A University of Minnesota study indicates that the nicotine vaccine NicVax, which is now being tested in humans, appears safe, well-tolerated, and a potentially effective method for helping smokers kick the habit.
Dorothy Hatsukami, Ph.D., director of the University of Minnesota Cancer Center's Transdisciplinary Tobacco Use Research Center (TTURC), is the lead author on this study. The 38-week study included 68 active smokers who were randomly assigned to receive one of three different doses of the vaccine or a placebo. The findings are published in the current issue of the journal Clinical Pharmacology and Therapeutics.
"The vaccine works by producing antibodies that specifically bind to nicotine and thereby prevent much of the nicotine from entering the brain," Hatsukami said. "This process potentially reduces the pleasurable effects from smoking and reduces the addiction to nicotine."
The vaccine may become a new option for helping the approximately 45 million people in the United States who smoke. In 2004, the rate for smoking in Minnesota was about the same as the national average of 20.9 percent.
"More research needs to be done, but at this point, our results show the vaccine is safe and well-tolerated," Hatsukami said. "We found the vaccine has few side effects on the central nervous system because the antibody itself is targeted specifically for nicotine and does not alter any functions of the brain."
Additionally, she says that while this study was not designed to test the treatment effect, 38 percent of the participants in the high-dose vaccine group quit smoking for at least 30 days.
"This result was an impressive and completely unexpected finding because the study was not focused on helping smokers quit smoking," she noted. "In fact, to participate in the study, smokers had to attest that they did not have a planned quit date for the next six months."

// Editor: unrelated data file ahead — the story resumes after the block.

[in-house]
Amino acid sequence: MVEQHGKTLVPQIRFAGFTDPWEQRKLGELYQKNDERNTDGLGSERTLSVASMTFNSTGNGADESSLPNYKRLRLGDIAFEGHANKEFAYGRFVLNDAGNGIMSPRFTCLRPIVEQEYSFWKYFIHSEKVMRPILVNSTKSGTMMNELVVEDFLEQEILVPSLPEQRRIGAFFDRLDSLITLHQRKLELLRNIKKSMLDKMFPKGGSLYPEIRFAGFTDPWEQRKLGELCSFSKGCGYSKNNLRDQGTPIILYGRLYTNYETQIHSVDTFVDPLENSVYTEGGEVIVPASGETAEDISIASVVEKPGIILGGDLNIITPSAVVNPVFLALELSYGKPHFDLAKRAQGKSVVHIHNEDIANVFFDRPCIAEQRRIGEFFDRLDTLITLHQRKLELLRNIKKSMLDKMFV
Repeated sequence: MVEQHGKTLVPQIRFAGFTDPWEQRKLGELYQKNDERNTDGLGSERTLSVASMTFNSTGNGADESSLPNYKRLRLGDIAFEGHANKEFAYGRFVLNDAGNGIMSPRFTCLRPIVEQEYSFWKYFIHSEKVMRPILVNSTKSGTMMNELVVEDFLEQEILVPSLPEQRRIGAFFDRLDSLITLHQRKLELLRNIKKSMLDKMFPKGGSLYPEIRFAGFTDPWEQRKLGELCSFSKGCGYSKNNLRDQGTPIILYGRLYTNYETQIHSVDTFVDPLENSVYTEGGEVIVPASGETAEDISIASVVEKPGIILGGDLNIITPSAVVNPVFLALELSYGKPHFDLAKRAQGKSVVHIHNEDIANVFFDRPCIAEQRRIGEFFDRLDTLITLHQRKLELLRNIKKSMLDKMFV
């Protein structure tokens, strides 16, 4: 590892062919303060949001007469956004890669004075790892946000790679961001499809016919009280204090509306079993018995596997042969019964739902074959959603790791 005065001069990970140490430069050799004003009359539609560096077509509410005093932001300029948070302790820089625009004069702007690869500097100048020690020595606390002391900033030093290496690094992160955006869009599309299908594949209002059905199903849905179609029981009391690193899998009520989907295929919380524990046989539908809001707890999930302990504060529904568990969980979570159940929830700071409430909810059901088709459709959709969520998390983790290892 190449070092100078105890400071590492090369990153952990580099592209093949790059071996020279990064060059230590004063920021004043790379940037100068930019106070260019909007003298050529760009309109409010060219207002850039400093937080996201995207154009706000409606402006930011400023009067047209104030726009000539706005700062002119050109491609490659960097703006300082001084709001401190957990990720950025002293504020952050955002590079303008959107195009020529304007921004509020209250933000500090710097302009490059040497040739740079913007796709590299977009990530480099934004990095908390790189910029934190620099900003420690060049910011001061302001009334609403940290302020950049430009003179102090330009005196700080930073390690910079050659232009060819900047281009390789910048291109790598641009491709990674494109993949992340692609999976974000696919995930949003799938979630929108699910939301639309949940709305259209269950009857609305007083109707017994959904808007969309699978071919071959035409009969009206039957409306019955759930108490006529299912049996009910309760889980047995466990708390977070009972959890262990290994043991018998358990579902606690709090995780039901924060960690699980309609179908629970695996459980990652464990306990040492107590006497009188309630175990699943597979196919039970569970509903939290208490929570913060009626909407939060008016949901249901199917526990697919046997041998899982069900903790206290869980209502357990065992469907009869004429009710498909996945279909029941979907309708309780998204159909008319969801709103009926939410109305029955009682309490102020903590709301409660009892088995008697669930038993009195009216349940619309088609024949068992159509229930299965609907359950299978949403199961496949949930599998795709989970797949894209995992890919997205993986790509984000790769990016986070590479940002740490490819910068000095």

This is really an ideal addiction treatment because it can just as easily prevent addiction as cure it. However, some drugs might not make good immune system targets. In that case what we need are nanobots that are smart enough to recognize and destroy specific drug targets. Nanobots are a more distant prospect than vaccines though. Another possibility would be to develop gene therapies for the liver that would up a liver's ability to break down a drug compound. Make the drug have a very short half-life in the body. Though people could still get high by use of nasal delivery or other delivery mechanisms that take the drugs to the brain without passing through the liver first.
We also need gene and/or cell therapies that will reverse the effects of addictive drugs on the brain. Also, since some people are genetically more prone to addiction we need gene therapies that will modify the brain to make it less prone to addiction.
|Share |||Randall Parker, 2005 November 30 07:00 AM Brain Addiction|